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Can losing the sense of smell affect odor language?

  • Author(s): Speed, Laura
  • Iravani, Behzad
  • Lundstrom, Johan N
  • Majid, Asifa
  • et al.
Abstract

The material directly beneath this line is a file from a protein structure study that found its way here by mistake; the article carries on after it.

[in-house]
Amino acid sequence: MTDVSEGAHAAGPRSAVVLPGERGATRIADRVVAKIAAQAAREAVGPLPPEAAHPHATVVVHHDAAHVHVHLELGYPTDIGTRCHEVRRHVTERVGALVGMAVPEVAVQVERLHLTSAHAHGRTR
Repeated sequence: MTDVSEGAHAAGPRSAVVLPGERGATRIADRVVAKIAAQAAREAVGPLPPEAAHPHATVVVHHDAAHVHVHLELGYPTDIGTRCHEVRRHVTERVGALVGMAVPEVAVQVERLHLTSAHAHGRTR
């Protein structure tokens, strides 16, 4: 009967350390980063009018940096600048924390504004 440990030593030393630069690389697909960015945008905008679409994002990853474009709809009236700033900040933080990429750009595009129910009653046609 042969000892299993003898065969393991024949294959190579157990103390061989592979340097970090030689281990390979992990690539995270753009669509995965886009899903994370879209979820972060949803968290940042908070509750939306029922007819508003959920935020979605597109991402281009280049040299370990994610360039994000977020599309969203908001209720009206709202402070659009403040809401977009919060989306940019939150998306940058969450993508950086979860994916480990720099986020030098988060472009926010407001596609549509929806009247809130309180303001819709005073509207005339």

A number of studies have explored whether language is grounded in action and perception, however little attention has been given to the sense of smell. Here we directly test whether olfactory information is necessary for comprehension of odor-related language, by comparing language performance in a group of participants with no sense of smell (anosmics) with a group of control participants with an intact sense of smell. We found no difference in comprehension of odor- and taste-related language between anosmics and controls using a lexical decision task, suggesting olfaction is not crucial to semantic representations of odor-related language. However, we did find that anosmics were better at remembering odor-related words than controls, and they also rated odor- and taste-related words as more positively valenced than control participants. We suggest odor-related language is more salient and emotional to anosmics because it reminds them of their missing sense. Overall, this study supports the proposal that odor-related language is not grounded in odor perception.

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